New arrival: Cherokee Book One for Beginners by Harry Oosahwee.
As promised, here's more detail on the Baby Veronica case involving the Cherokee Nation. The Supreme Court of South Carolina declined to finalize the adoption and the biological father, a Cherokee citizen, now has custody of the child. Here's the South Carolina decision. The United States Supreme Court granted cert and will hear the case in April. Two provisions of the federal Indian Child Welfare Act are at issue.
We'll be posting updates as the briefs are filed on the Indian Child Welfare Case pending before the US Supreme Court involving the Cherokee Nation. Here are the resources about the case on the National Indian Child Welfare Association's website, but stay tuned . . . .
The Cherokee Nation has an automatic 240 day citizenship that attaches to any newborn who is a descendant of the Dawes Rolls. This was enacted to ensure that newborns are Cherokee citizens subject to the Indian Child Welfare Act's protections and presumes that the parents will make a decision whether the enroll the child as a Cherokee citizen during their infancy. I would like to see our Nation go one step further and simply have natural born citizenship laws like other sovereigns throughout the globe, but that's an aside. The decision from the the Tenth Circuit is here. The federal court does not like the idea of this "temporary citizenship" for inclusion in protections of a federal statute. My question for tribal legal reform: why have people "enroll" a child as a citizen in the first place? Why not have Cherokee Nation laws that automatically extend citizenship to children who are eligible for citizenship and if someone chooses to disavow their citizenship, go thru the administrative process to renounce citizenship? When tribes requires someone to "enroll" as members/citizens of the Nation, it contributes to the idea the tribal citizenship is inferior to other citizenship. I envision this sequence: Citizenship by birth, followed by a Cherokee Nation Birth Certificate and/Cherokee Nation ID card for documentation purposes, followed by a Cherokee Nation driver's license to operate a vehicle.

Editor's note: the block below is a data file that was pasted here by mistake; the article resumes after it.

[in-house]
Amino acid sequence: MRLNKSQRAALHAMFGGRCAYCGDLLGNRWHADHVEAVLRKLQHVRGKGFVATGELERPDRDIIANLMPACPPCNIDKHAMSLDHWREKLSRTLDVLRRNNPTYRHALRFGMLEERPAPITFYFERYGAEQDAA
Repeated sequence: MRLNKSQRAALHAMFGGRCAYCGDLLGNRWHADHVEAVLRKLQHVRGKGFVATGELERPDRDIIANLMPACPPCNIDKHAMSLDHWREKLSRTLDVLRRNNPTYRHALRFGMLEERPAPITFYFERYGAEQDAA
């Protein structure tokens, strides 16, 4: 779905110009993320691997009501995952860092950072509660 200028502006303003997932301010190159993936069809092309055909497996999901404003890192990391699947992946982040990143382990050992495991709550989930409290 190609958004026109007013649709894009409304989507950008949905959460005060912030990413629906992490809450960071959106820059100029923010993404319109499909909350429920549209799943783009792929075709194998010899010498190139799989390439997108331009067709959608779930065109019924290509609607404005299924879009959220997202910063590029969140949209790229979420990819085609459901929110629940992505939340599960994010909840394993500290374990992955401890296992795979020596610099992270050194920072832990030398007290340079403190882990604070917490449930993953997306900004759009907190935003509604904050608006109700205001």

The annual conference of the Sequoyah Commission will be held September 2-3, 2010 in Tahlequah. Congrats to Richard Allen for another job well done in putting together this event. Agenda can be downloaded here: State of Sequoyah Commission Conference Agenda 2010 (2)
Congrats to S. Alan Ray for his presidential appointment to the National Advisory Council on Indian Ed. Full press release here: S Alan Ray and Council on Indian Education.
How many presidential appointments of Cherokees to key positions does this make in the Obama administration? Kudos.
Judge J. Matthew Martin (Associate Judge at EBCI) has a new law review article out The Nature and Extent of the Exercise of Criminal Jurisdiction by the Cherokee Supreme Court: 1823-1835 at 32 North Carolina Central Law Rev. 27 (2009). The most interesting part of the article is the evidence that the Cherokee Nation did exercise criminal jurisdiction over non-Indians (albiet over the non-Indians' objection). It's on westlaw and an earlier version of the final piece is here.